20121023-185924.jpgTHE LEGENDARY B-17
We have met quite a few bicycle tourists this summer and a surprising number of them ride on a Brooks saddle (bicycle seat.) I’ve seen the Brooks advertised in magazines and I’ve read articles about them in bicycle magazines. They seem to get enthusiastic endorsements from all quarters. So when my butt became tender to the touch about 500 miles into our ride I started looking for a bicycle store where I could get one. I figured there must be something to them if they get such rave reviews.

I finally found a store that carried them in San Francisco and bought the classic B-17 model. If you’ve never encountered one of these, the thing you have to understand is that their supposed comfort is counter-intuitive. These things are made of stiff leather that could stop a .50-caliber slug at point blank. They have no padding. At first glance you’d think they would be no more comfortable than sitting on a fence rail. Nevertheless, I bought one.

The theory behind bike-saddle comfort is that a bike saddle isn’t supposed to be a La-Z-Boy armchair that distributes one’s weight over a large, padded area. A bike saddle is basically (excuse the expression) shoved up one’s ass. That’s right – a bike saddle is a sort of wedge that fits between one’s cheeks and in one’s crack where it encounters the pelvic bones and those are what you sit on. The shape of the Brooks conforms to the human anatomy and its polished surface minimizes chaffing.

Something else you hear about Brooks saddles is that you have to break them in by riding on them for a week or so. I guess the theory is that body heat and moisture as well as weight are able to reshape that incredibly tough leather to custom fit the owner’s anatomy.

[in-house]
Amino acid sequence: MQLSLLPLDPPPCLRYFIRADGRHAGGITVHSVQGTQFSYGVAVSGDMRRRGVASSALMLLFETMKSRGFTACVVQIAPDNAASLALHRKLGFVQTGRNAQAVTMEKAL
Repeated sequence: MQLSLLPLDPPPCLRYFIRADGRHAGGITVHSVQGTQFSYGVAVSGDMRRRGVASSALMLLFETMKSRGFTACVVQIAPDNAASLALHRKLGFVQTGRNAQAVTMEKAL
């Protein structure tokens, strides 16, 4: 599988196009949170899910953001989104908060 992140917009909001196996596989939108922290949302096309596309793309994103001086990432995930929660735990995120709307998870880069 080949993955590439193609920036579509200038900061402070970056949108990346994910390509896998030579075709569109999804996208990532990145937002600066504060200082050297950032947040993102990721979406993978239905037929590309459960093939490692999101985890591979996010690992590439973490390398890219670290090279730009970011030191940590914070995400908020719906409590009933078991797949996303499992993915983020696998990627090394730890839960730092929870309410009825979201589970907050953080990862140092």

OK, enough about theory. I have been riding on mine for nearly two months and over 3500 miles so any conforming it is going to do has been done and long ago. The first thing I would like to say is that I think they’ve got the conforming stuff backward; the B-17 didn’t change at all, it was my butt that tried to conform and it failed. The saddle was OK as bike saddles go but certainly not the miracle others have claimed. For the first few hours of each day my butt felt OK but by afternoon I usually felt like I had two bones poking out of my buttocks. To make the afternoon ride even tolerable, I had to stand on my pedals and give my buttocks a break every fifteen minutes. I felt like I had two large bruised areas where the seat made contact with me.

(It’s good to ride with someone who knows you intimately because Mary and I do regular inspections of the portion of each other’s body that comes in contact with the bike saddle. As a result, we’ve learned details about each other that 31 years of marriage failed to disclose.)

So there I was, gritting my teeth every afternoon, when I noticed a memory foam seat cover in the bicycle section of Walmart. “What have I got to lose?” I thought. I put it over the Brooks. I’ve been riding on it for four days now and it is a great improvement. I wouldn’t say it is the perfect solution but there may not be one when you are supporting your body weight on about two square inches for eight hours a day.

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